Elizabeth Hyde Stevens | Make Art Make Money, Kindle Serials | September 2013 | 17 minutes (4,102 words)
Photo by Eva Rinaldi
In 2011, Longreads highlighted an essay called “Weekend at Kermie’s,” by Elizabeth Hyde Stevens, published by The Awl. Stevens is now back with a new Muppet-inspired Kindle Serial called “Make Art Make Money,” part how-to, part Jim Henson history. Below is the opening chapter. Our thanks to Stevens and Amazon Publishing for sharing this with the Longreads community.
The Artist’s Problem: Art vs. Money
In 1968, Jim Henson performed a skit on The Ed Sullivan Show called “Business, Business,” which he cowrote with Jerry Juhl. In it, there are two kinds of creatures, and they are locked in conflict.
On one side, the creatures make sounds like a cash register and a slot machine. They recite a poem written in business-ese: “Corporate profits, exculpates, mutual fund, interest rates.”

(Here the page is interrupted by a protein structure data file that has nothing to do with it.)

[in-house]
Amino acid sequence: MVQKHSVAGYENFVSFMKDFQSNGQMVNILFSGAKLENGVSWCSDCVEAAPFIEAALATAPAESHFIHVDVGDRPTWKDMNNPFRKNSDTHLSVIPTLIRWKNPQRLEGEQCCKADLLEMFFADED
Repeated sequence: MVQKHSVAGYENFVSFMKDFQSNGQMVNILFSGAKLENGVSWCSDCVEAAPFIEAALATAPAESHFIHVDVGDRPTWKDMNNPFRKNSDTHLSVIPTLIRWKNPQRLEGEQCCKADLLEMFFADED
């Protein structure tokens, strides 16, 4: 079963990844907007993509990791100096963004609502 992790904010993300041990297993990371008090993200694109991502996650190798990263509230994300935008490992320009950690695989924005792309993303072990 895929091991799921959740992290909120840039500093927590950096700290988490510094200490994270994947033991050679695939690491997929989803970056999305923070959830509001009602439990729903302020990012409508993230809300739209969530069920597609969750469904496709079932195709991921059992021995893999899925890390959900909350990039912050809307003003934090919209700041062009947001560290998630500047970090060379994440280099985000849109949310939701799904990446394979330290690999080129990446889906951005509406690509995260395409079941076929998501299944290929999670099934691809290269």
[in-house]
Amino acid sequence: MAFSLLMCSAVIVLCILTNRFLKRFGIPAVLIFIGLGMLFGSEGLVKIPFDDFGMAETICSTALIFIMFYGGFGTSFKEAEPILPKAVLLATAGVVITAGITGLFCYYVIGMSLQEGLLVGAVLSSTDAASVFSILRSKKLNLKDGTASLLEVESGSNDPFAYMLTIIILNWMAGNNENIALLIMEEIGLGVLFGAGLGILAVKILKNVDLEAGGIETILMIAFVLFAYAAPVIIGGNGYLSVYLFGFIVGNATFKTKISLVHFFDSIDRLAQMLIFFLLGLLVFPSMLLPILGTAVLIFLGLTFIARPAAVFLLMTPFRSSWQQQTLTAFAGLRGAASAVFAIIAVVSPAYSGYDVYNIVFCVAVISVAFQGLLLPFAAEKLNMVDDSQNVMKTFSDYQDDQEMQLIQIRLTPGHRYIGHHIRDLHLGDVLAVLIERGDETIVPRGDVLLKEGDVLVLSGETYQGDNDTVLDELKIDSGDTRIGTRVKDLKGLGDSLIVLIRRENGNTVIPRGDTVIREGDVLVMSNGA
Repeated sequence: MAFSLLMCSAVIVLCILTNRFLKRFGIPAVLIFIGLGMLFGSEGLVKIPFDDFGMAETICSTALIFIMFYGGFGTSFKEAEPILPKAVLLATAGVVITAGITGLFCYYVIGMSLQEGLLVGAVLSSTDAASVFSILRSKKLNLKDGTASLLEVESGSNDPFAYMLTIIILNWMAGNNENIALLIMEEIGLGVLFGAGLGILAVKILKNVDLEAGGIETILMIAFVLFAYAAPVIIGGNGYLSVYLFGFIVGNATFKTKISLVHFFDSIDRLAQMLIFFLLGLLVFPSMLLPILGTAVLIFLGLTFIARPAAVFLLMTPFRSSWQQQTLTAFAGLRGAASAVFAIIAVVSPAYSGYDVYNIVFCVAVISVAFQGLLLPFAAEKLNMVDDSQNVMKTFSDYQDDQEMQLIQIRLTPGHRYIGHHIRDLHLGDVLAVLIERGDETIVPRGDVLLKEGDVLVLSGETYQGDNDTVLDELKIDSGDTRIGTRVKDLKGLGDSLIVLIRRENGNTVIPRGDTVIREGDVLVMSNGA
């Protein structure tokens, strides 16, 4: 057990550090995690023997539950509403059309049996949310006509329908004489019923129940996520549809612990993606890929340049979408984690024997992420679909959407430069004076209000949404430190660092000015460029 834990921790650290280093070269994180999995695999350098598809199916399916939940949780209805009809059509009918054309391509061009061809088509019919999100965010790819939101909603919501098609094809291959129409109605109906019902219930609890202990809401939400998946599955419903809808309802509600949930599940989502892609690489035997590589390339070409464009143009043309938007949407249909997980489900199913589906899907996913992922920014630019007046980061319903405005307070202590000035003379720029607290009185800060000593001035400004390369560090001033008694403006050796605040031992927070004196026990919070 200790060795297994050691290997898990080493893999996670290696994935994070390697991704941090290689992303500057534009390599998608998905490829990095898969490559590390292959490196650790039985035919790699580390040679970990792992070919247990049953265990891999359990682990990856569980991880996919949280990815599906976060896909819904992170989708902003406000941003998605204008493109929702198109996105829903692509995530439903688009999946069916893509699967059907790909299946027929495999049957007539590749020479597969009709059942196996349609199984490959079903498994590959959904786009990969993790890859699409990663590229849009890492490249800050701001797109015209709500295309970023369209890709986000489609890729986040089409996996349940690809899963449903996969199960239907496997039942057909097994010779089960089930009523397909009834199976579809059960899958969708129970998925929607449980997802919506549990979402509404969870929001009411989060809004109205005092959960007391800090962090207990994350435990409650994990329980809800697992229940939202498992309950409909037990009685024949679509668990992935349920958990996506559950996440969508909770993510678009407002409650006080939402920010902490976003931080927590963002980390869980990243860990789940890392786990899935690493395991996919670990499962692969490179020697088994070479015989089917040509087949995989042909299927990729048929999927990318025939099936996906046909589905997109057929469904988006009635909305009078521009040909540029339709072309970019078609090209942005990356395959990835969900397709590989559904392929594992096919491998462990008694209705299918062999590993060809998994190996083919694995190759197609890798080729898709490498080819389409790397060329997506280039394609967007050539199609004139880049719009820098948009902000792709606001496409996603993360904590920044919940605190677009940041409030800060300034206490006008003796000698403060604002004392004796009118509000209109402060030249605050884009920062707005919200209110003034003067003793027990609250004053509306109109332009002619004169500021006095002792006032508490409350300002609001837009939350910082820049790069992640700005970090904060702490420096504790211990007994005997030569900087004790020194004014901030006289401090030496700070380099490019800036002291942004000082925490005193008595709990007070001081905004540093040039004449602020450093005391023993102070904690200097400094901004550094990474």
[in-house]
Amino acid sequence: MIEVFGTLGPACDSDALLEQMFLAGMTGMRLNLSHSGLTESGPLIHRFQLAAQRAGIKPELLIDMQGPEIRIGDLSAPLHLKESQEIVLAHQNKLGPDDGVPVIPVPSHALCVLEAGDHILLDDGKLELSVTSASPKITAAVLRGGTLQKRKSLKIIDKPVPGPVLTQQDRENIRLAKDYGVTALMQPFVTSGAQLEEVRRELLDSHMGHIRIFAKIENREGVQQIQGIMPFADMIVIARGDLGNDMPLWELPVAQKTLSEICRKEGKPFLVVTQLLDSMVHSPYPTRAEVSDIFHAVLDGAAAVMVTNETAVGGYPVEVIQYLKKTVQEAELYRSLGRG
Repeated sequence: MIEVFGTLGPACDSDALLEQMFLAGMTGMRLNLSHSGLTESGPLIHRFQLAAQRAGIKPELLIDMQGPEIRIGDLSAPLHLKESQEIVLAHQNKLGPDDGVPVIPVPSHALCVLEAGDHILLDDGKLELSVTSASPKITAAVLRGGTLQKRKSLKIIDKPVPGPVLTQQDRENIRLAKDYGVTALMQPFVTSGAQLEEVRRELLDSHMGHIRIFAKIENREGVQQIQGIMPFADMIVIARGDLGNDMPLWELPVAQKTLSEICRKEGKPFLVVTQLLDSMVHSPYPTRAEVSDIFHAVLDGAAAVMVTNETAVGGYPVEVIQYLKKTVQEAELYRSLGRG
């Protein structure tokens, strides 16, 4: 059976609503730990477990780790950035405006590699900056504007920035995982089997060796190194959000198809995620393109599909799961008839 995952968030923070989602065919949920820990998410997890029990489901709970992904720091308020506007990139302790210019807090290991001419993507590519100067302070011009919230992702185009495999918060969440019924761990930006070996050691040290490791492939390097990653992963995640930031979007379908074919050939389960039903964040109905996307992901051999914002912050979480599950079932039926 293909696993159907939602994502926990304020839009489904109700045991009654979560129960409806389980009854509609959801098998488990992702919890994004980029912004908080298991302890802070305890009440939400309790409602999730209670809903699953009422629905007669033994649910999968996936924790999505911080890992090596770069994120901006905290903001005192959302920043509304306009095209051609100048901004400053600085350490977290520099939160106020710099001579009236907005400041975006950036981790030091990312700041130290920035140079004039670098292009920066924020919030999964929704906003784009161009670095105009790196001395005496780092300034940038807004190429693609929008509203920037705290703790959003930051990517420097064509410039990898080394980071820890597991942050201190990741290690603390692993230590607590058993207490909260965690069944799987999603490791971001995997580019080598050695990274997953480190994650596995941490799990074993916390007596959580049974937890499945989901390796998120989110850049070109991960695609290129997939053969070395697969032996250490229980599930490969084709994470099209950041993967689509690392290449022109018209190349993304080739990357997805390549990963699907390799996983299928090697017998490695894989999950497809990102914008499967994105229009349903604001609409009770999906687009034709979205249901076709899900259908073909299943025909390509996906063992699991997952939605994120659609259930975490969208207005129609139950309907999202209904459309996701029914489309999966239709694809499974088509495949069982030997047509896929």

On the other side, the creatures have naïve voices and lightbulb heads. They ask, “Love? Beauty? Joy?”
Ca-ching! The battle is on.
“Brotherhood, hope, peace!” says one side.
“Option, market, possibility, eight-point-one over counter utility,” says the other.
It’s a war of ideologies.
Business opens fire. The idealists fire back. Business explodes! Then disappears. Silence.
Cautiously, the idealists look around. They have won. “Peace?” says one. “Success!” says the other. Their lightbulbs go off.
“Victory? Opportunity! Comfort … security …” The lightbulbs flash faster. “Benefits, growth, wealth, diversity, dividends, profit, capital, economy, business, business, BUSINESS, BUSINESS!”
Ed Sullivan’s adult audience laughs at Henson’s goofy puppets. One man in a suit turns to his wife and raises an eyebrow.